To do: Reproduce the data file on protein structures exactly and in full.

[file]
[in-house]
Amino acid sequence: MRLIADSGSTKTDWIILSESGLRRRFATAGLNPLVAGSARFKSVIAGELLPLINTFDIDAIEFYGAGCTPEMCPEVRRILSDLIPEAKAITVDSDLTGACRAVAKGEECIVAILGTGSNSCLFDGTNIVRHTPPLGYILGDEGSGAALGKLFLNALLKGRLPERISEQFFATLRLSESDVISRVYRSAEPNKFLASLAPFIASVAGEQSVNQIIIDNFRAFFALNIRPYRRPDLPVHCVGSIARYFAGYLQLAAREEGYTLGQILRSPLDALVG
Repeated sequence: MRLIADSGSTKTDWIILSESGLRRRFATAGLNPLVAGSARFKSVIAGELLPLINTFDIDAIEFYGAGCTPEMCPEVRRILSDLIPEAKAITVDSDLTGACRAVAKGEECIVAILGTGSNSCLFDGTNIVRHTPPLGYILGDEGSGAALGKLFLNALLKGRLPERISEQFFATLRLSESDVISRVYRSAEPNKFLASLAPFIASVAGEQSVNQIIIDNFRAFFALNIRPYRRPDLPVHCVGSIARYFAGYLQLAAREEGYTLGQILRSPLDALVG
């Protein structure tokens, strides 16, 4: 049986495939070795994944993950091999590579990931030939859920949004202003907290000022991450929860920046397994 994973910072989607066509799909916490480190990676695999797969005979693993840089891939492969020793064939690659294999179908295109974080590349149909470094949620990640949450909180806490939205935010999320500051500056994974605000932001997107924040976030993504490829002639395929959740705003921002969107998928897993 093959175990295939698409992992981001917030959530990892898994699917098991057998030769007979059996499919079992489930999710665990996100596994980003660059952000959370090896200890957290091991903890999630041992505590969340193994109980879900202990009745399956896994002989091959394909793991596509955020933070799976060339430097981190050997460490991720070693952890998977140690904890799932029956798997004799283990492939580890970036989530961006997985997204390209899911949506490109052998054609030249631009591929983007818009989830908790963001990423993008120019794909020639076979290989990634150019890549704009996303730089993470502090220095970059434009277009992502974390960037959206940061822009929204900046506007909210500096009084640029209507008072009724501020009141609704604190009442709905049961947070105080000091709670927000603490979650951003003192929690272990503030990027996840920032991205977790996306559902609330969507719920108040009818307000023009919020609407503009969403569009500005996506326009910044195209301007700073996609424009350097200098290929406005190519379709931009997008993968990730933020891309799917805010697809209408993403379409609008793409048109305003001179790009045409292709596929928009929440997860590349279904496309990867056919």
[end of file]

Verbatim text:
[in-house]
Amino acid sequence: MRLIADSGSTKTDWIILSESGLRRRFATAGLNPLVAGSARFKSVIAGELLPLINTFDIDAIEFYGAGCTPEMCPEVRRILSDLIPEAKAITVDSDLTGACRAVAKGEECIVAILGTGSNSCLFDGTNIVRHTPPLGYILGDEGSGAALGKLFLNALLKGRLPERISEQFFATLRLSESDVISRVYRSAEPNKFLASLAPFIASVAGEQSVNQIIIDNFRAFFALNIRPYRRPDLPVHCVGSIARYFAGYLQLAAREEGYTLGQILRSPLDALVG
Repeated sequence: MRLIADSGSTKTDWIILSESGLRRRFATAGLNPLVAGSARFKSVIAGELLPLINTFDIDAIEFYGAGCTPEMCPEVRRILSDLIPEAKAITVDSDLTGACRAVAKGEECIVAILGTGSNSCLFDGTNIVRHTPPLGYILGDEGSGAALGKLFLNALLKGRLPERISEQFFATLRLSESDVISRVYRSAEPNKFLASLAPFIASVAGEQSVNQIIIDNFRAFFALNIRPYRRPDLPVHCVGSIARYFAGYLQLAAREEGYTLGQILRSPLDALVG
């Protein structure tokens, strides 16, 4: 049986495939070795994944993950091999590579990931030939859920949004202003907290000022991450929860920046397994 994973910072989607066509799909916490480190990676695999797969005979693993840089891939492969020793064939690659294999179908295109974080590349149909470094949620990640949450909180806490939205935010999320500051500056994974605000932001997107924040976030993504490829002639395929959740705003921002969107998928897993 093959175990295939698409992992981001917030959530990892898994699917098991057998030769007979059996499919079992489930999710665990996100596994980003660059952000959370090896200890957290091991903890999630041992505590969340193994109980879900202990009745399956896994002989091959394909793991596509955020933070799976060339430097981190050997460490991720070693952890998977140690904890799932029956798997004799283990492939580890970036989530961006997985997204390209899911949506490109052998054609030249631009591929983007818009989830908790963001990423993008120019794909020639076979290989990634150019890549704009996303730089993470502090220095970059434009277009992502974390960037959206940061822009929204900046506007909210500096009084640029209507008072009724501020009141609704604190009442709905049961947070105080000091709670927000603490979650951003003192929690272990503030990027996840920032991205977790996306559902609330969507719920108040009818307000023009919020609407503009969403569009500005996506326009910044195209301007700073996609424009350097200098290929406005190519379709931009997008993968990730933020891309799917805010697809209408993403379409609008793409048109305003001179790009045409292709596929928009929440997860590349279904496309990867056919």